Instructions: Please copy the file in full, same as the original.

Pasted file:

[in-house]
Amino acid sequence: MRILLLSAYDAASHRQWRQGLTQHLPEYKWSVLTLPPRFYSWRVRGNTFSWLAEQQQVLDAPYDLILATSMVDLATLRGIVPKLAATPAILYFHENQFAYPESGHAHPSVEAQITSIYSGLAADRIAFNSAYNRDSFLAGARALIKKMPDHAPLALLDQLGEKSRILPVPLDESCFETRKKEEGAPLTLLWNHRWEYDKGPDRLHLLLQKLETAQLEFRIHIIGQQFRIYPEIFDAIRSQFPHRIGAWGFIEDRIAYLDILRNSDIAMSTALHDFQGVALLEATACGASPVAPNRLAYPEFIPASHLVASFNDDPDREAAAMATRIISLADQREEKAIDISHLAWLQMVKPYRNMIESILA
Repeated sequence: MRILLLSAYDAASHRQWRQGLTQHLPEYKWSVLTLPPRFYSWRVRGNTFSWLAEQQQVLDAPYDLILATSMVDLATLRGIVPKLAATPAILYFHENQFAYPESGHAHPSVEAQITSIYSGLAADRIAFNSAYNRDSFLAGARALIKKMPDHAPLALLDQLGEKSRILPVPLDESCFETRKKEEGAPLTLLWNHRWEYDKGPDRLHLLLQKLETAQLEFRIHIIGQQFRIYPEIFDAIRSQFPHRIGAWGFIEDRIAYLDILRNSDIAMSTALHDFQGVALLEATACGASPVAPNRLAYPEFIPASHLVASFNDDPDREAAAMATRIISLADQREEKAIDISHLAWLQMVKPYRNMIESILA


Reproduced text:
[in-house]
Amino acid sequence: MRILLLSAYDAASHRQWRQGLTQHLPEYKWSVLTLPPRFYSWRVRGNTFSWLAEQQQVLDAPYDLILATSMVDLATLRGIVPKLAATPAILYFHENQFAYPESGHAHPSVEAQITSIYSGLAADRIAFNSAYNRDSFLAGARALIKKMPDHAPLALLDQLGEKSRILPVPLDESCFETRKKEEGAPLTLLWNHRWEYDKGPDRLHLLLQKLETAQLEFRIHIIGQQFRIYPEIFDAIRSQFPHRIGAWGFIEDRIAYLDILRNSDIAMSTALHDFQGVALLEATACGASPVAPNRLAYPEFIPASHLVASFNDDPDREAAAMATRIISLADQREEKAIDISHLAWLQMVKPYRNMIESILA
Repeated sequence: MRILLLSAYDAASHRQWRQGLTQHLPEYKWSVLTLPPRFYSWRVRGNTFSWLAEQQQVLDAPYDLILATSMVDLATLRGIVPKLAATPAILYFHENQFAYPESGHAHPSVEAQITSIYSGLAADRIAFNSAYNRDSFLAGARALIKKMPDHAPLALLDQLGEKSRILPVPLDESCFETRKKEEGAPLTLLWNHRWEYDKGPDRLHLLLQKLETAQLEFRIHIIGQQFRIYPEIFDAIRSQFPHRIGAWGFIEDRIAYLDILRNSDIAMSTALHDFQGVALLEATACGASPVAPNRLAYPEFIPASHLVASFNDDPDREAAAMATRIISLADQREEKAIDISHLAWLQMVKPYRNMIESILA